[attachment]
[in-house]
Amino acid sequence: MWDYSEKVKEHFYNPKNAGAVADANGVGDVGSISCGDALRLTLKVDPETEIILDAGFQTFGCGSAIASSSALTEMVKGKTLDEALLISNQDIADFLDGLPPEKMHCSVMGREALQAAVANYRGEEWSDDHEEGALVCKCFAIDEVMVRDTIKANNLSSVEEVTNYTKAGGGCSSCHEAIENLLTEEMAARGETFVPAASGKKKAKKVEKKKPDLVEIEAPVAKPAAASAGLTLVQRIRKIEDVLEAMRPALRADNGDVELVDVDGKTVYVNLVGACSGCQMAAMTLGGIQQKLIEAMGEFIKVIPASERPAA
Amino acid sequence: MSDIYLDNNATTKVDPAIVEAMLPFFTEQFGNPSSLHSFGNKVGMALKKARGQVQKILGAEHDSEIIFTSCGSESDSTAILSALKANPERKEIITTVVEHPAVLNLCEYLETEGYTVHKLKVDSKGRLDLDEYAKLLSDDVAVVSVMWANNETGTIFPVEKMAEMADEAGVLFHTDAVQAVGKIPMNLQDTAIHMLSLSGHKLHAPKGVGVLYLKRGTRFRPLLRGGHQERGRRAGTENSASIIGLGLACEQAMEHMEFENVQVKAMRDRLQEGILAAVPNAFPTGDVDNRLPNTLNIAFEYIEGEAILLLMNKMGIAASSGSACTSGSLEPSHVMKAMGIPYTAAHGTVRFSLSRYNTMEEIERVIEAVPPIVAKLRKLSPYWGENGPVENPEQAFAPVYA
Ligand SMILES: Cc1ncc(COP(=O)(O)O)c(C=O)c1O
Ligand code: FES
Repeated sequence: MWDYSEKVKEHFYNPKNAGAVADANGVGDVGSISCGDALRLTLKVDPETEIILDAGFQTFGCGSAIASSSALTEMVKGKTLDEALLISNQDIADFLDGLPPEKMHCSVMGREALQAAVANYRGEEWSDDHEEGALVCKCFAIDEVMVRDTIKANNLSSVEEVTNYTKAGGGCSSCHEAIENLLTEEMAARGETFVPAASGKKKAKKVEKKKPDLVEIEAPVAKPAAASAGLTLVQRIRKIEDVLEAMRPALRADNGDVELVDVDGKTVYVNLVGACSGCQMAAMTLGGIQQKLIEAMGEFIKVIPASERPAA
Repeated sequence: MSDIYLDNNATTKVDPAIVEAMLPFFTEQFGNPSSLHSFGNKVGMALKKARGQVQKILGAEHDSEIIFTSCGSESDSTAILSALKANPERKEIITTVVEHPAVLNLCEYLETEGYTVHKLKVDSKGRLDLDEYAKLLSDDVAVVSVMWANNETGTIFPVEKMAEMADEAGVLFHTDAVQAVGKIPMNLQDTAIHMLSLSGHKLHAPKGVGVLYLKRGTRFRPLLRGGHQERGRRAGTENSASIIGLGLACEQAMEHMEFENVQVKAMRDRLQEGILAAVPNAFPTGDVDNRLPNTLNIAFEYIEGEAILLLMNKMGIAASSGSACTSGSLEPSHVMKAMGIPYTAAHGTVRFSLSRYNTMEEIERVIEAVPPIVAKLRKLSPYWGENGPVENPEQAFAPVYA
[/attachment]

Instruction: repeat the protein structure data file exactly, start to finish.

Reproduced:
[in-house]
Amino acid sequence: MWDYSEKVKEHFYNPKNAGAVADANGVGDVGSISCGDALRLTLKVDPETEIILDAGFQTFGCGSAIASSSALTEMVKGKTLDEALLISNQDIADFLDGLPPEKMHCSVMGREALQAAVANYRGEEWSDDHEEGALVCKCFAIDEVMVRDTIKANNLSSVEEVTNYTKAGGGCSSCHEAIENLLTEEMAARGETFVPAASGKKKAKKVEKKKPDLVEIEAPVAKPAAASAGLTLVQRIRKIEDVLEAMRPALRADNGDVELVDVDGKTVYVNLVGACSGCQMAAMTLGGIQQKLIEAMGEFIKVIPASERPAA
Amino acid sequence: MSDIYLDNNATTKVDPAIVEAMLPFFTEQFGNPSSLHSFGNKVGMALKKARGQVQKILGAEHDSEIIFTSCGSESDSTAILSALKANPERKEIITTVVEHPAVLNLCEYLETEGYTVHKLKVDSKGRLDLDEYAKLLSDDVAVVSVMWANNETGTIFPVEKMAEMADEAGVLFHTDAVQAVGKIPMNLQDTAIHMLSLSGHKLHAPKGVGVLYLKRGTRFRPLLRGGHQERGRRAGTENSASIIGLGLACEQAMEHMEFENVQVKAMRDRLQEGILAAVPNAFPTGDVDNRLPNTLNIAFEYIEGEAILLLMNKMGIAASSGSACTSGSLEPSHVMKAMGIPYTAAHGTVRFSLSRYNTMEEIERVIEAVPPIVAKLRKLSPYWGENGPVENPEQAFAPVYA
Ligand SMILES: Cc1ncc(COP(=O)(O)O)c(C=O)c1O
Ligand code: FES
Repeated sequence: MWDYSEKVKEHFYNPKNAGAVADANGVGDVGSISCGDALRLTLKVDPETEIILDAGFQTFGCGSAIASSSALTEMVKGKTLDEALLISNQDIADFLDGLPPEKMHCSVMGREALQAAVANYRGEEWSDDHEEGALVCKCFAIDEVMVRDTIKANNLSSVEEVTNYTKAGGGCSSCHEAIENLLTEEMAARGETFVPAASGKKKAKKVEKKKPDLVEIEAPVAKPAAASAGLTLVQRIRKIEDVLEAMRPALRADNGDVELVDVDGKTVYVNLVGACSGCQMAAMTLGGIQQKLIEAMGEFIKVIPASERPAA
Repeated sequence: MSDIYLDNNATTKVDPAIVEAMLPFFTEQFGNPSSLHSFGNKVGMALKKARGQVQKILGAEHDSEIIFTSCGSESDSTAILSALKANPERKEIITTVVEHPAVLNLCEYLETEGYTVHKLKVDSKGRLDLDEYAKLLSDDVAVVSVMWANNETGTIFPVEKMAEMADEAGVLFHTDAVQAVGKIPMNLQDTAIHMLSLSGHKLHAPKGVGVLYLKRGTRFRPLLRGGHQERGRRAGTENSASIIGLGLACEQAMEHMEFENVQVKAMRDRLQEGILAAVPNAFPTGDVDNRLPNTLNIAFEYIEGEAILLLMNKMGIAASSGSACTSGSLEPSHVMKAMGIPYTAAHGTVRFSLSRYNTMEEIERVIEAVPPIVAKLRKLSPYWGENGPVENPEQAFAPVYA